How to Get a Marketing Promotion: Top Execs Share Their Secrets

    by Corey Eridon

    Date

    August 15, 2013 at 8:00 AM

    marketing-promotionsWarm and fuzzies are nice, but let's get real -- we're not in marketing for sunshine, rainbows, and unicorns. This is our job, and we want to do it well. And if we do it well, we hope to get promotions and raises. There I said it.

    But how do you do that? Kinda hard to say. And since I'm not your boss, it doesn't really matter what I think, since I can't promote you! So instead of pontificating, I asked some marketing leaders what they look for when promoting marketers. I contacted C-Suite executives, VPs, and Directors to try to address readers at all levels of their career. Here's what they had to say.

    Created in conjunction with our checklist of 15 Qualities Managers Look for When Promoting an Inbound Marketer, this post will feature prescriptive career advice from some top executives including Mike Volpe, HubSpot's CMO; Blair Lyon, VP of Marketing at MonetateChris Welham, Marketing Director at Space Age Technologies; and Brian Kardon, CMO at Lattice Engines. Thank you to all of the executives for their advice -- by the end of this post you should have some actionable takeaways to help you get promoted in the future. 

    How to Get Promoted in Marketing: Advice From the Top

    1) Make your manager's job easier.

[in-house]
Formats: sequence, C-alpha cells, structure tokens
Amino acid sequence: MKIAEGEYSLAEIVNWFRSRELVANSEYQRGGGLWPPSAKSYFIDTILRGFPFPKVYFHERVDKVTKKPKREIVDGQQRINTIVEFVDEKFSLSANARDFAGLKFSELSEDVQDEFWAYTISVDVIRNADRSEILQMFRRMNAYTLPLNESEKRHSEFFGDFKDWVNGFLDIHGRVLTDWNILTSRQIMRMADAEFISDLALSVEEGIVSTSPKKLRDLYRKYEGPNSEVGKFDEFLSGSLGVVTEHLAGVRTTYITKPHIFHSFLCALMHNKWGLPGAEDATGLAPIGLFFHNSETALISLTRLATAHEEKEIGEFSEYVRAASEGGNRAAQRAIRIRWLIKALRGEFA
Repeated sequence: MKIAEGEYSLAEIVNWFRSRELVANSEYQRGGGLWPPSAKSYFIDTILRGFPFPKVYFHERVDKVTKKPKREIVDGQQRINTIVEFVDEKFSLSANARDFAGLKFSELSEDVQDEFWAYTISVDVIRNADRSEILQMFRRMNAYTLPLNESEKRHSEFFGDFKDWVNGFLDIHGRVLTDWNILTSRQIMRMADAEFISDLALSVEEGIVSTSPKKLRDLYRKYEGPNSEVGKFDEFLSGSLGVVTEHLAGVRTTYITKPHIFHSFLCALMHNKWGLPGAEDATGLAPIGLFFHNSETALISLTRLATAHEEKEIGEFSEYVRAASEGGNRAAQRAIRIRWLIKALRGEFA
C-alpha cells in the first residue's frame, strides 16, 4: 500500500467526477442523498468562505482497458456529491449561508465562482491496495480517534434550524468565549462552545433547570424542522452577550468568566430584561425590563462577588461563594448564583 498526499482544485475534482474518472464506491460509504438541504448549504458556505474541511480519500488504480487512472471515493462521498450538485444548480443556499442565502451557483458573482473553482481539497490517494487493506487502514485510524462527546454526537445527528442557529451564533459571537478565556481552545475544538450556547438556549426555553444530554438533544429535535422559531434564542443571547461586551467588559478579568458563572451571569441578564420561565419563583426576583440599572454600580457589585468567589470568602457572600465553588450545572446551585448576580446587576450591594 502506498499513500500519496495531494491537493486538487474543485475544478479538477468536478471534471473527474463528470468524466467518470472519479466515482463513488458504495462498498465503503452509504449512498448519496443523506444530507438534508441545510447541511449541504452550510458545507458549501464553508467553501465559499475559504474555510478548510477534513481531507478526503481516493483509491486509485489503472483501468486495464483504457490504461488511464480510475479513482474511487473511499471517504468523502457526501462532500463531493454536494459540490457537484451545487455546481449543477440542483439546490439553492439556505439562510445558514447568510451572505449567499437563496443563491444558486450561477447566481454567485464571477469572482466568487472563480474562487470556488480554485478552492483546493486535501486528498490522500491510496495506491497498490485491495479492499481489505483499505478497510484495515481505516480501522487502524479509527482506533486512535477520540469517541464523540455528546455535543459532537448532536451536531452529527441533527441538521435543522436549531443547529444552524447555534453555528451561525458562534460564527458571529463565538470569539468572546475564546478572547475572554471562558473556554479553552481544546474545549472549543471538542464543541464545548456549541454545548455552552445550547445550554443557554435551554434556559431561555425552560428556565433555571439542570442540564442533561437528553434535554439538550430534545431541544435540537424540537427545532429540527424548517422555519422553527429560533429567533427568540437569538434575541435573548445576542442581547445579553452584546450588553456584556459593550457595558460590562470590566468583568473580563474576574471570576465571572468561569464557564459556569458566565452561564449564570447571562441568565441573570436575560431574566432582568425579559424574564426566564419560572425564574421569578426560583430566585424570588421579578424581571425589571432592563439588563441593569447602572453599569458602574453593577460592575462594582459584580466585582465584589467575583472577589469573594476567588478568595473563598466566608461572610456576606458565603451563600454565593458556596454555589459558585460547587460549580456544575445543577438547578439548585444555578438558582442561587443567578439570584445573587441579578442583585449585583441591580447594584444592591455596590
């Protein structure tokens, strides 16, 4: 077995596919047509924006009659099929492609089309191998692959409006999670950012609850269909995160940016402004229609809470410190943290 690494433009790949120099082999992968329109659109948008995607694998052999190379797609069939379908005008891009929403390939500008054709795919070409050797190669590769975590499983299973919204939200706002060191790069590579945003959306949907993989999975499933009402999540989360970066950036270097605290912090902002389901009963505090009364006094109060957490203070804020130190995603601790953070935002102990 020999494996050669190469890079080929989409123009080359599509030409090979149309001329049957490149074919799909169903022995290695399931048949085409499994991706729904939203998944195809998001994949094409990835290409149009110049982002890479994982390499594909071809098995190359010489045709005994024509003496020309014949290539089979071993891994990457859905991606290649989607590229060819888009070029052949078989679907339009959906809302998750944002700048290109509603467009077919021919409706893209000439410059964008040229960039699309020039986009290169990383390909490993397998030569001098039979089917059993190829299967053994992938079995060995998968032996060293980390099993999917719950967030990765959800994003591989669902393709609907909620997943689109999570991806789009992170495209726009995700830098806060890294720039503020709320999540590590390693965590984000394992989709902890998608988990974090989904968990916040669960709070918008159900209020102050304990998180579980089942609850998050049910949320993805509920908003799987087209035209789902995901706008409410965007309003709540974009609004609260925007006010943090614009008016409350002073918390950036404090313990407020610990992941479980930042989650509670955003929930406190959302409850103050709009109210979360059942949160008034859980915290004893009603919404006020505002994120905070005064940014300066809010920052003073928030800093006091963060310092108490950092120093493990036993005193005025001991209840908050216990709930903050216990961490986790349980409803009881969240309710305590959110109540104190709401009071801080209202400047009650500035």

Your boss is looking for solutions, not problems. Ideally, you come to him or her with solutions that are already tested and proven to work.

    This somewhat dovetails into the idea of being a "yes" person. "When you manage a team, there are some people that make your life difficult, and others that make your life easy," Mike Volpe shares. In other words, your boss doesn't want you to be a mindless robot, but doesn't want to argue with you for an hour, either. Employees that make life easier for their boss are incredibly valuable and more likely to get promoted.

    2) Generate measurable results.

    Figure out what number the company needs help moving, and then move it. For instance, it'd be hard to find an organization that doesn't want to see, say, profitability grow. Figure out how to do that, or to generate more leads, or to drive more traffic, or to bring in more revenue -- whatever number your boss is laser focused on.